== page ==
That good news has consequences for the way Christians must respond, and for the way they must live their lives. He is Lord, and believers confess him to be what he is (e.g., 1 Cor 12:3). Notice, however, how MacArthur couches his concern that the gospel would be made to sound too easy and appealing. The gospel is appealing to sinners whom the Spirit is convicting of the greatness of their sin and misery. It is, in that sense, easy. What does Jesus mean when he says that his yoke is easy and his burden is light (Matt 11:30)? Is not MacArthur actually thinking about the consequences of the gospel? The Christian life that flows out of our new life, true faith, and union with Christ? MacArthur is right to be concerned that the revivalist system of the altar call and the sinner’s prayer was never an adequate presentation of the Christian faith, but his solution creates as many problems as the revivalist evangelical piety he seeks to correct.

He notes that Jesus our Lord responded to queries about how to gain eternal life “by making salvation sound nigh well impossible” (Mark 10:17–26). MacArthur is close to the truth, but because he lacks that basic Reformation tool in his Dispensational toolbox he misses Jesus’ point. Christ did not make it “nigh well impossible.” He made it impossible, and he did so deliberately because he was not preaching the gospel to the Rich Young Man. Rather, he was preaching the law to teach him the greatness of his sin and misery.

Reformation Christians Are Neither Nomists Nor Antinomians

MacArthur is correct when says that there are “hard truths” in the Gospel of Matthew. The call to discipleship is real and discipleship is hard. Christ put it in the starkest of terms: take up your cross and follow me (Matt 16:24). The cross was the cruel symbol of Roman oppression and the instrument of Christ’s death. It was horrible and hated by the Jews. It was a symbol of death, and Jesus used it metaphorically and advisedly. The Christian life is the dying to sin and the living to Christ. We take up that cross because Christ carried our cross for us up Golgotha. We take it up, not in order to be saved, but because we have been justified and freely saved by the grace of Christ.

So, when MacArthur (p. 10) complains that, in response to the publication of GAJ that some sought to “exclude any mention of Jesus’ Lordship from the gospel message” he was on to something but not in the way he thinks. The gospel message is that Christ the Lord has freely saved sinners by grace alone, through faith alone. If he means that some antinomians sought to exclude any call to discipleship from the Christian message, from the consequences entailed by a Christian profession, then the Reformed agree but because MacArthur himself speaks in confusing ways we cannot accede to his demand to agree with his formulation or risk being labeled antinomian.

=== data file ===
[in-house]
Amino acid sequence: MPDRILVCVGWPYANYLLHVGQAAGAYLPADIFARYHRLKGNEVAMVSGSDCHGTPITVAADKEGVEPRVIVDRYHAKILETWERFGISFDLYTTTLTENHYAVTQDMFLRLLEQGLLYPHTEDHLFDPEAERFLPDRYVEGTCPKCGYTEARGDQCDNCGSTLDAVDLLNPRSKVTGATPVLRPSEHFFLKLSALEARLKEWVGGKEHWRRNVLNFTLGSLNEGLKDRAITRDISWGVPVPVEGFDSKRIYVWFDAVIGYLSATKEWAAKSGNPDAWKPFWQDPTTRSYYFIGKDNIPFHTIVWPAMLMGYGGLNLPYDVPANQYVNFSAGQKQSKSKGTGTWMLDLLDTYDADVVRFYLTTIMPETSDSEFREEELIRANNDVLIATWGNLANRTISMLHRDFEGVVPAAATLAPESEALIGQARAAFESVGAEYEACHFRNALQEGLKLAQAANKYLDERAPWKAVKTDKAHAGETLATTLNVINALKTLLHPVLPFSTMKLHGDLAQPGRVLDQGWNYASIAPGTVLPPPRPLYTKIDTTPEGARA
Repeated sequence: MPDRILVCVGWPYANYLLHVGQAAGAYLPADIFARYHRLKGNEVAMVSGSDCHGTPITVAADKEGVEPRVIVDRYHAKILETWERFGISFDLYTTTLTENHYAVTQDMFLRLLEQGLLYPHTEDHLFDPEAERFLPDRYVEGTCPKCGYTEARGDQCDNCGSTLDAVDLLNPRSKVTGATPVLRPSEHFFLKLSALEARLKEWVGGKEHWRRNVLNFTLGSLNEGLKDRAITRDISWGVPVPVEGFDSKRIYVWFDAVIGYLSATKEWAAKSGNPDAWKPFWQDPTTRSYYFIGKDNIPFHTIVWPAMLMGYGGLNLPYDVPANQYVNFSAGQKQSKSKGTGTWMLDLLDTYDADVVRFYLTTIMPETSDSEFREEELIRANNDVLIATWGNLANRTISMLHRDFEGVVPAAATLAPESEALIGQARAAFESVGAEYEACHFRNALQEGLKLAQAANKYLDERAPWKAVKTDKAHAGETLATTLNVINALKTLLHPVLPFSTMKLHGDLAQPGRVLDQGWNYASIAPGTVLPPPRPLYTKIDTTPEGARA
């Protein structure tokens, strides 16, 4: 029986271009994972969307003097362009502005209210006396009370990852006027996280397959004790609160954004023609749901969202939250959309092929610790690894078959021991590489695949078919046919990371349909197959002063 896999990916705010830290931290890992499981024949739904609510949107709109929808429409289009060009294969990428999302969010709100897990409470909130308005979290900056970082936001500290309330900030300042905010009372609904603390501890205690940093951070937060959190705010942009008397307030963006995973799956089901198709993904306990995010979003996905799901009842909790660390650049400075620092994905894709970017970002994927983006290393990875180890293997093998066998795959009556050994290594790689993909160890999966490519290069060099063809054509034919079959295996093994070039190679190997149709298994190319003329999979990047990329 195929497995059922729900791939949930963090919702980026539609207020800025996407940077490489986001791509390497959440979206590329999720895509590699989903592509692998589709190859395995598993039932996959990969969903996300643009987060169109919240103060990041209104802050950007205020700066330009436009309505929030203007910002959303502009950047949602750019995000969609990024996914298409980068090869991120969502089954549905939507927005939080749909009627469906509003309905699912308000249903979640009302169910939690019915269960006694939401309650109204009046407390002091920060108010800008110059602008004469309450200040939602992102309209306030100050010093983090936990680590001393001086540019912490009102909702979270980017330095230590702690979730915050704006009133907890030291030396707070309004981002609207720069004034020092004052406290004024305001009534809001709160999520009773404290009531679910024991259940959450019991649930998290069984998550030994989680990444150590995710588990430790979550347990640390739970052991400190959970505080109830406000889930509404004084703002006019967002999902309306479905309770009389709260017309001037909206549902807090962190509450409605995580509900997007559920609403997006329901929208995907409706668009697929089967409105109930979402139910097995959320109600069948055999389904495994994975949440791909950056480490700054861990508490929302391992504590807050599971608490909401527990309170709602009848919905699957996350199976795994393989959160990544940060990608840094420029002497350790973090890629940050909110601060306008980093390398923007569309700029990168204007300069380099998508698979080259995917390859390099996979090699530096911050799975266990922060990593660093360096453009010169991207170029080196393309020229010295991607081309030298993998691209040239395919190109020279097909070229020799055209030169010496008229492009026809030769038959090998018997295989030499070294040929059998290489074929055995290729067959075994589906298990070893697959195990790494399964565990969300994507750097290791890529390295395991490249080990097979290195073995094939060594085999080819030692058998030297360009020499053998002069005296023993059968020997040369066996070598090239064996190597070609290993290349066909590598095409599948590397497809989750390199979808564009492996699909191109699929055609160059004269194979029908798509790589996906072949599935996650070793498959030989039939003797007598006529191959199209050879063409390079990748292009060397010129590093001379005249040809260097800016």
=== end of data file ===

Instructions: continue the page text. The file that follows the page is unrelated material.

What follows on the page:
Jesus is Lord of all. The problem with the way that both the Antinomian and Nomist Dispensationalists present the issue is that neither is operating within a historic Reformation paradigm. Thus, neither articulates the faith to unbelievers correctly. What we should say to unbelievers is that Christ is Lord of all and that he is a holy law giver, that he thundered from the top of Sinai, and that he demands perfect conformity to his holy law for acceptance. We may not stop there, however, and consider ourselves faithful to the biblical message. We must also preach the gospel to our unbelieving neighbor. We must also tell him that the very same Lord, who thundered from the top of Sinai, took on a human nature from the Virgin Mary, obeyed in the place of sinners, was crucified, dead, buried, and raised on the third day. The good news is that anyone who recognizes the greatness of his sin and misery, and turns to that Jesus in true faith, will be accepted freely, and is saved from the wrath of God.

God is holy. His law is demanding and it has consequences for the new believer, but the gospel is good news of free justification and salvation. We need not choose between them. We will bring our new Christian friend to a confessional Reformed church where he will be nurtured and catechized in the faith, where he will be instructed in Christian discipleship, where he will be introduced to the communion of the saints, and placed under the ministry of Word and sacraments, and taught to pray (the means of grace).

MacArthur is right that there is no such thing as a “carnal Christian” (p. 11). Sanctification is not optional or a second blessing, but neither does it become the ground or instrument of our standing before God. Jesus did preach repentance. That call was, according to the Reformed theologian Caspar Olevianus, part of his preaching of the law. “Repent” is not good news. It means the reckoning with our sins in light of God’s holy moral law (e.g., the Ten Commandments).

Finally, in the preface, there is an implied definition of the gospel but no formal definition. What has been implied so far is both confused and confusing. Thus, GAJ presents us (so far) with false choices, which confessional Reformed Christians and others from the Reformation traditions should not accept.